A LEADING academic based at a Birmingham university has claimed that outgoing DUP leader Arlene Foster’s recent resignation was inevitable following the Brexit saga.
Dr Steve McCabe, Senior Fellow of Birmingham City University's Centre for Brexit Studies, claims it was Brexit that nailed the coffin on Ms Foster’s leadership – as she is a “victim of believing it could work”.
“The nature of relationships in Northern Ireland revolves around acceptance of compromises that emerge from painstaking negotiation,” he explained.
“Peace, achieved after the conflict known as ‘the Troubles’, was not easily achieved.
“Brexit was always going to prove to be a challenge.”
He added: “That it’s resulted in the end of Arlene Foster’s leadership is as unfortunate as, arguably, this was inevitable.
“Brexit has re-exposed the deep scars of conflict and tribal loyalty in Northern Ireland many hoped would be consigned to history through political cooperation.”
Ms Foster announced on April 28 her intention to step down as leader of the DUP on May 28 and as Northern Ireland First Minister at the end of June.
The decision came after 75 per cent of the DUP’s members in the Northern Ireland Assembly signed a letter calling for a leadership contest.
Eight of the party’s 18 constituency associations also submitted letters of concern over Foster and deputy leader Nigel Dodds’ handling of the Northern Ireland Protocol and other issues.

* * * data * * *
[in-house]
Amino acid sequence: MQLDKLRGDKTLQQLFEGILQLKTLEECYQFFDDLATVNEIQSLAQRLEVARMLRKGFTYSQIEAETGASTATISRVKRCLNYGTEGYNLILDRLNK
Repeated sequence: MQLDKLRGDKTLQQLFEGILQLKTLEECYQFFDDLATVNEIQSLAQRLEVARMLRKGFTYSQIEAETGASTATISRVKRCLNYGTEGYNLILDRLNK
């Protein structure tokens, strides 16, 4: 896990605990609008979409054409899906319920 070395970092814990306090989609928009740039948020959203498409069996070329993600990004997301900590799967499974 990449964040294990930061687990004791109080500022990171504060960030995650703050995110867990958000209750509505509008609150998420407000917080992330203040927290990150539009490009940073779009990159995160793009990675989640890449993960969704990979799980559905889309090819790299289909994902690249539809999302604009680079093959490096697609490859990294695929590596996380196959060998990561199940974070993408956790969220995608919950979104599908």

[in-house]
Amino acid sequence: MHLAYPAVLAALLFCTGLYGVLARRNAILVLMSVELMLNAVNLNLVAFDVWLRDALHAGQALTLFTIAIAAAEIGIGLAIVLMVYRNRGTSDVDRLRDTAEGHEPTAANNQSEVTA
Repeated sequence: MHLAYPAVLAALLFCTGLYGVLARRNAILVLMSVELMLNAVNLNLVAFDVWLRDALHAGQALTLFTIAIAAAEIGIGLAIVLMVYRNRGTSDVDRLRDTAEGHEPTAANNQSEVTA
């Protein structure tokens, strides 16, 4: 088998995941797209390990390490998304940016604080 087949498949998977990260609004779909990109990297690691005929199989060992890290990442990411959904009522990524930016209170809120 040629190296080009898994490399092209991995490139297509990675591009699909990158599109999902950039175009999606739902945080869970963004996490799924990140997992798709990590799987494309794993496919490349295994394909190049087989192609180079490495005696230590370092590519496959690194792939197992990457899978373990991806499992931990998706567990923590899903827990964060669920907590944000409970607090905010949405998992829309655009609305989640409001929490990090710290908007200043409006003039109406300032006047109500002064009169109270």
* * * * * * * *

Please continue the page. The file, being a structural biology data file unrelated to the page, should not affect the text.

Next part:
Ms Foster’s problems can be trace back to Brexit and her initial claim the Northern Ireland protocol could see the region. enjoy the benefits of both the UK’s internal market and the EU Single Market.
This was a stance she was soon forced to abandon amid a backdrop of unhappiness within the DUP over the arrangement and implications of a border in the Irish Sea, a setup which sparked violence in loyalist areas of Northern Ireland and general unionist unease.
In an about turn, Foster began to call for the Protocol to be removed yet her critics remained unimpressed, accusing the DUP leader of failing to do enough to combat it.
For Dr McCabe claims Ms Foster’s downfall was believing Brexit could be of benefit to her party.
“Arlene Foster is a victim of having believed that Brexit could work to the advantage of her party and, as a consequence, against others, most notably the main opposition party Sinn Fein,” he said.
With the leadership contest well underway to appoint her successor – and Edwin Poots and Sir Jeffrey Donaldson both in the running – Mr McCabe has concernd for the future of the power-sharing Government in place in the North.
“Foster’s replacement, likely to be a male who is far more hard-line in stance and approach to Brexit and the Northern Ireland ‘Protocol’ and dealing with trade between GB and Northern Ireland, is likely to make relationships with Sinn Fein even more fraught,” Dr McCabe claims.
“A collapse in the power-sharing NI Executive cannot be ruled out,” he suggests.
“Any election taking place is likely to create cause even more division and, potentially, result in Sinn Fein being the largest party.
“Having a Sinn Fein member as First Minister, in an already febrile atmosphere, might be too much for many in the unionist and loyalist community to stomach.”
He adds: “A return to direct rule from London would be disastrous for the progress of NI. What we can be sure of is that the next few months, traditionally the ‘marching season’ in this part of the UK, will be characterised by even greater tension than has been apparent in recent weeks.”